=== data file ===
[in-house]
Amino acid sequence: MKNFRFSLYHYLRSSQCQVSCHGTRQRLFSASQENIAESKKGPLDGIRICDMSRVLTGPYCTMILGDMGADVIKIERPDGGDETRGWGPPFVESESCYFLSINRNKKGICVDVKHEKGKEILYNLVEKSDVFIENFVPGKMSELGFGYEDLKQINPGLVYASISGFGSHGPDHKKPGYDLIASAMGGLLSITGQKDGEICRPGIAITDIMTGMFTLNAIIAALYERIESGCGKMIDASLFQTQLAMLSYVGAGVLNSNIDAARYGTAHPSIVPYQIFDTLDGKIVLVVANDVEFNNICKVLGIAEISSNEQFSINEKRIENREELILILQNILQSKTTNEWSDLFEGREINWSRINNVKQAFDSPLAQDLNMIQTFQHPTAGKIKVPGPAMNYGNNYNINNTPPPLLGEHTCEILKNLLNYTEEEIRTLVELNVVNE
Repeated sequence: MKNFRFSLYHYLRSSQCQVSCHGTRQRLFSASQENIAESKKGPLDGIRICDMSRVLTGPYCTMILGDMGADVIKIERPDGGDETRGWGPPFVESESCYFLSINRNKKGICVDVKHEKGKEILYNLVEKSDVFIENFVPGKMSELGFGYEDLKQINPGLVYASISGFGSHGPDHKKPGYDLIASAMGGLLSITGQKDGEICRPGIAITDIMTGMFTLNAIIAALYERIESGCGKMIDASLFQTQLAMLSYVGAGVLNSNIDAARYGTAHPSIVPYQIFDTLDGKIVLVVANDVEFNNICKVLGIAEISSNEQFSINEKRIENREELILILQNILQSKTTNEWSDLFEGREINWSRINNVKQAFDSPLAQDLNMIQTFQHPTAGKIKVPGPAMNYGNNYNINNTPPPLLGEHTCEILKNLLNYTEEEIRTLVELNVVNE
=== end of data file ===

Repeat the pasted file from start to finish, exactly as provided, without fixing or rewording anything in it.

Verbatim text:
[in-house]
Amino acid sequence: MKNFRFSLYHYLRSSQCQVSCHGTRQRLFSASQENIAESKKGPLDGIRICDMSRVLTGPYCTMILGDMGADVIKIERPDGGDETRGWGPPFVESESCYFLSINRNKKGICVDVKHEKGKEILYNLVEKSDVFIENFVPGKMSELGFGYEDLKQINPGLVYASISGFGSHGPDHKKPGYDLIASAMGGLLSITGQKDGEICRPGIAITDIMTGMFTLNAIIAALYERIESGCGKMIDASLFQTQLAMLSYVGAGVLNSNIDAARYGTAHPSIVPYQIFDTLDGKIVLVVANDVEFNNICKVLGIAEISSNEQFSINEKRIENREELILILQNILQSKTTNEWSDLFEGREINWSRINNVKQAFDSPLAQDLNMIQTFQHPTAGKIKVPGPAMNYGNNYNINNTPPPLLGEHTCEILKNLLNYTEEEIRTLVELNVVNE
Repeated sequence: MKNFRFSLYHYLRSSQCQVSCHGTRQRLFSASQENIAESKKGPLDGIRICDMSRVLTGPYCTMILGDMGADVIKIERPDGGDETRGWGPPFVESESCYFLSINRNKKGICVDVKHEKGKEILYNLVEKSDVFIENFVPGKMSELGFGYEDLKQINPGLVYASISGFGSHGPDHKKPGYDLIASAMGGLLSITGQKDGEICRPGIAITDIMTGMFTLNAIIAALYERIESGCGKMIDASLFQTQLAMLSYVGAGVLNSNIDAARYGTAHPSIVPYQIFDTLDGKIVLVVANDVEFNNICKVLGIAEISSNEQFSINEKRIENREELILILQNILQSKTTNEWSDLFEGREINWSRINNVKQAFDSPLAQDLNMIQTFQHPTAGKIKVPGPAMNYGNNYNINNTPPPLLGEHTCEILKNLLNYTEEEIRTLVELNVVNE